There are two ways we can look at the world of arts and crafts. Actually there are several, but let's focus on two.
One is as a form of communication. The term expression is often used, but in a lot of cases, and a lot of interpretations, the artist (or artists) are making some statement or telling a story that has meaning and significance to them, and probably to the wider world as well.
The other is as a useful skillset for human development, like learning to write or to play a musical instrument.
In either case, you don't have to be the best in the world to derive personal pleasure from it. You can enjoy a session on the piano without comparing yourself to Ludwig Van Beethoven. You can write things down without comparing yourself to Leo Tolstoy.
Similarly, you should be able to enjoy the act of drawing or creating any other artform without worrying about comparisons.
Artistic director and co-CEO at Belconnen Arts Centre (Belco Arts), Monika McInerney, certainly subscribes to each of the above ideas. Further, she also makes no clear distinction between art and craft because, at a fundamental level, they are essentially the same thing.
Whatever the art form, "the craftsmanship, the way things are made and pulled together from different materials, are not dissimilar," Monika said.
Also, rather aptly, "we have two exhibitions at the moment which speak beautifully of craft as art."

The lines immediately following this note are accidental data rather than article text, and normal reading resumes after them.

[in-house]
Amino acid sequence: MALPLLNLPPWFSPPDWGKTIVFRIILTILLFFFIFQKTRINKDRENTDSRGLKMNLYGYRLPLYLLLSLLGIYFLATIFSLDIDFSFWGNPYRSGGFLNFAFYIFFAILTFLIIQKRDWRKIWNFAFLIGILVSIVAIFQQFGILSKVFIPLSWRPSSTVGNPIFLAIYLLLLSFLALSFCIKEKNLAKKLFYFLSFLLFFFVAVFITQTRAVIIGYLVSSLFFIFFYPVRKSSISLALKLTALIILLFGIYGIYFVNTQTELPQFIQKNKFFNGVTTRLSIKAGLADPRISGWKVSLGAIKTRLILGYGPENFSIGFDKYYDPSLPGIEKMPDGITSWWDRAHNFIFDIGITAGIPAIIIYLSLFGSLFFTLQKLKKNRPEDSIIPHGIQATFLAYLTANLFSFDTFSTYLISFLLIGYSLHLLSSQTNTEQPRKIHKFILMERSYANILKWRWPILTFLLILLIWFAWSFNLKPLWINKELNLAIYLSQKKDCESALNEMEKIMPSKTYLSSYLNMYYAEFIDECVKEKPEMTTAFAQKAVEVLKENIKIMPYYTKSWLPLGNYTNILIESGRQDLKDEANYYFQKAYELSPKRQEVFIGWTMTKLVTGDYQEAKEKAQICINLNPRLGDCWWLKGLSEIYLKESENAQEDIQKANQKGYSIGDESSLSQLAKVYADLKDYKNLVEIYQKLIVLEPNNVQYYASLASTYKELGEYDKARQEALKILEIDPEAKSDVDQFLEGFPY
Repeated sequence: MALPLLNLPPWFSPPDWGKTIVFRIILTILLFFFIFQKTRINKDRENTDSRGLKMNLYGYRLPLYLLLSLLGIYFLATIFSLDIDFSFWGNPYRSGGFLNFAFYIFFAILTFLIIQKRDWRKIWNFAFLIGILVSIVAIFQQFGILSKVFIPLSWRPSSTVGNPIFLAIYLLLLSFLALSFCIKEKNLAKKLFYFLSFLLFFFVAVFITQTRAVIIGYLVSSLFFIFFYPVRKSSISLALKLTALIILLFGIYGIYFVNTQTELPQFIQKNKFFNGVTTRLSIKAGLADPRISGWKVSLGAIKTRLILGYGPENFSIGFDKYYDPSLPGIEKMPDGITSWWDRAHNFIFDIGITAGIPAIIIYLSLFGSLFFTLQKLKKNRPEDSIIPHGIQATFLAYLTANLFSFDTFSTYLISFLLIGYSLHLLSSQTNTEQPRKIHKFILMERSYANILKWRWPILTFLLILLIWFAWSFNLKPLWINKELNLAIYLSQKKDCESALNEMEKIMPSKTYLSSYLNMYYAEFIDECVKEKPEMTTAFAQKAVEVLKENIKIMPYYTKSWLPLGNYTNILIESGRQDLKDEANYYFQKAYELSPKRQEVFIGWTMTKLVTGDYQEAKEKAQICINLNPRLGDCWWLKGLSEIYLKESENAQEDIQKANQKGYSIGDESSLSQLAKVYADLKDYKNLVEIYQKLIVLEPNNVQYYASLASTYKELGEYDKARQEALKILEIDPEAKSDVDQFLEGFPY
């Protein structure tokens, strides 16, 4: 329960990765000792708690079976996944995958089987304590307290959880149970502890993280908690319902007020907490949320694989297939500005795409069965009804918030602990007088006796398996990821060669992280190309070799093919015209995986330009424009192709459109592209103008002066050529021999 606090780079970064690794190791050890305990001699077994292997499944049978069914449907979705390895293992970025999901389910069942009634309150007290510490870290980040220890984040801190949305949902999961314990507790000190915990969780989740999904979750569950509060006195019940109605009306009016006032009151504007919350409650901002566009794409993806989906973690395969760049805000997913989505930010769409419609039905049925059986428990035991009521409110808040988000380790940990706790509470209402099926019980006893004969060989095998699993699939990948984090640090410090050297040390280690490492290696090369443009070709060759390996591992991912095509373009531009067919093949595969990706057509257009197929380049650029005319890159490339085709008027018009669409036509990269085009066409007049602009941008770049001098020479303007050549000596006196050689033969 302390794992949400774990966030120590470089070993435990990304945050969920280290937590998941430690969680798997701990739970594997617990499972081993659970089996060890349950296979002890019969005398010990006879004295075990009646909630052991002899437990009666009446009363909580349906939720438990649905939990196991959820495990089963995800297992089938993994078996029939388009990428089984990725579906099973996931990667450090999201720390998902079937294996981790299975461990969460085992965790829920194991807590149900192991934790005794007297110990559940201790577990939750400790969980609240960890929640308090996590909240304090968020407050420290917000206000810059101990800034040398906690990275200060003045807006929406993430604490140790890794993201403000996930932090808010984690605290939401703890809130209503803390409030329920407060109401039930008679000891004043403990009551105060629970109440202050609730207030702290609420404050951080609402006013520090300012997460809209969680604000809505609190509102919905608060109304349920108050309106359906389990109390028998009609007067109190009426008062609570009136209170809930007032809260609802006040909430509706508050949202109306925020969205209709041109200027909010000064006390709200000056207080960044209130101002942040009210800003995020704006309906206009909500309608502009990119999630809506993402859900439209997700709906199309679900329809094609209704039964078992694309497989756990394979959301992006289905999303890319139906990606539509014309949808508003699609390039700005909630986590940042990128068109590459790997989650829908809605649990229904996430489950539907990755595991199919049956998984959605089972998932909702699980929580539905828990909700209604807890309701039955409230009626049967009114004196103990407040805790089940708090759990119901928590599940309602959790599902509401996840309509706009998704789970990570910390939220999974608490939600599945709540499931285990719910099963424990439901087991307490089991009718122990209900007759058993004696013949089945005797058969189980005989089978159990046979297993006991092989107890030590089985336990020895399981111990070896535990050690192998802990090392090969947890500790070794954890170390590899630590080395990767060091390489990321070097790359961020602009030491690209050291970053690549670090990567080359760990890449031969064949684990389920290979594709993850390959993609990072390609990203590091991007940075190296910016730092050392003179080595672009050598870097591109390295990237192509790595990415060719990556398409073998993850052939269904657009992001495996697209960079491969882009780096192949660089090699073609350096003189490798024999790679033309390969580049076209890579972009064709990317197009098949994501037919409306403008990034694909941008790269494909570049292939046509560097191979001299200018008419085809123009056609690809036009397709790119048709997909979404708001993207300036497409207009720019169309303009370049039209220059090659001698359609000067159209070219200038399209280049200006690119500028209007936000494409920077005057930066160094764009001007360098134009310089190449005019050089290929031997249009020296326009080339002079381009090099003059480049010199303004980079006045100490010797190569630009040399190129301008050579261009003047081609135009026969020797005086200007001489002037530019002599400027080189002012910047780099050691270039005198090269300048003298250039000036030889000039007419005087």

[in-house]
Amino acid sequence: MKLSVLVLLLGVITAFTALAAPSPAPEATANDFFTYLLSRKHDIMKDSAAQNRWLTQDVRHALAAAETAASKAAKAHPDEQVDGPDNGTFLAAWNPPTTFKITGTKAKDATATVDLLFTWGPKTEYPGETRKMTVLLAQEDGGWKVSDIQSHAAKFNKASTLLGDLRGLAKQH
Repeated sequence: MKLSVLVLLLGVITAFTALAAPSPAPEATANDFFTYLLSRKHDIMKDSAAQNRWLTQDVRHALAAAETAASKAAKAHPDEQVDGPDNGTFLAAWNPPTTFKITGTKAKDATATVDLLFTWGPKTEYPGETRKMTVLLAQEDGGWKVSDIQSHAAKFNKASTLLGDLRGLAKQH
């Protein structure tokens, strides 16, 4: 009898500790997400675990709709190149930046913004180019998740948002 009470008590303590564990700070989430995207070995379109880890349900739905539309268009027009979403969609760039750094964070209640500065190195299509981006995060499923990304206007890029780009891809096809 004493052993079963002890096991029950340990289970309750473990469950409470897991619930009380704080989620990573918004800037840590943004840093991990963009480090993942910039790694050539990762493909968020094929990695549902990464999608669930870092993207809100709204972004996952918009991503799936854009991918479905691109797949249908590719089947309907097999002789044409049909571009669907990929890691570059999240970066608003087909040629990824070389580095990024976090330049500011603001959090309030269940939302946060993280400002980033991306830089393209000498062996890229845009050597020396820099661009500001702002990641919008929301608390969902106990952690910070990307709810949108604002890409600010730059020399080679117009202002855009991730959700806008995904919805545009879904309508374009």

One is Jennifer Kemarre Martiniello's Colonisation, on display until August 21.
"The exhibition features quite extraordinary masks of her head," Monika said.
"It tells the journey of her cancer treatment process and she has used the language of glass to express that journey."
Another is My Greece by Micheal Winters. Also on until August 21, this features linocut prints to showcase how much his creative life is intertwined with Greece.
Monika also believes that art has the ability to cut through political divides, and to convey messages that some people seem all too willing to dismiss when they're presented as raw science.
It can also bridge the age divide, as an expression and as an activity.
Monika compared the basics of drawing with practising music. "It is one of those exercises you should do like playing scales on a piano."
Additionally, "drawing is training your brain to see."
Tying this all in with our earlier point about enjoying the process of participating, Belco Arts has created a workshop space called Drop in and Draw. It currently features a nature-themed scene, "and it is easy for beginners to draw the basic shapes of everything, but it is also challenging for advanced artists who want to capture all the fine detail."
You can bring some of your own material or use theirs. You don't have to book and you don't have to show anyone either.
Belco Arts also has other workshops you could book yourself into to learn skills such as making a fruit basket, sculpting a head, creating a mini diorama, linocut printing, creating wearable objects, public speaking or botanical illustration with watercolours.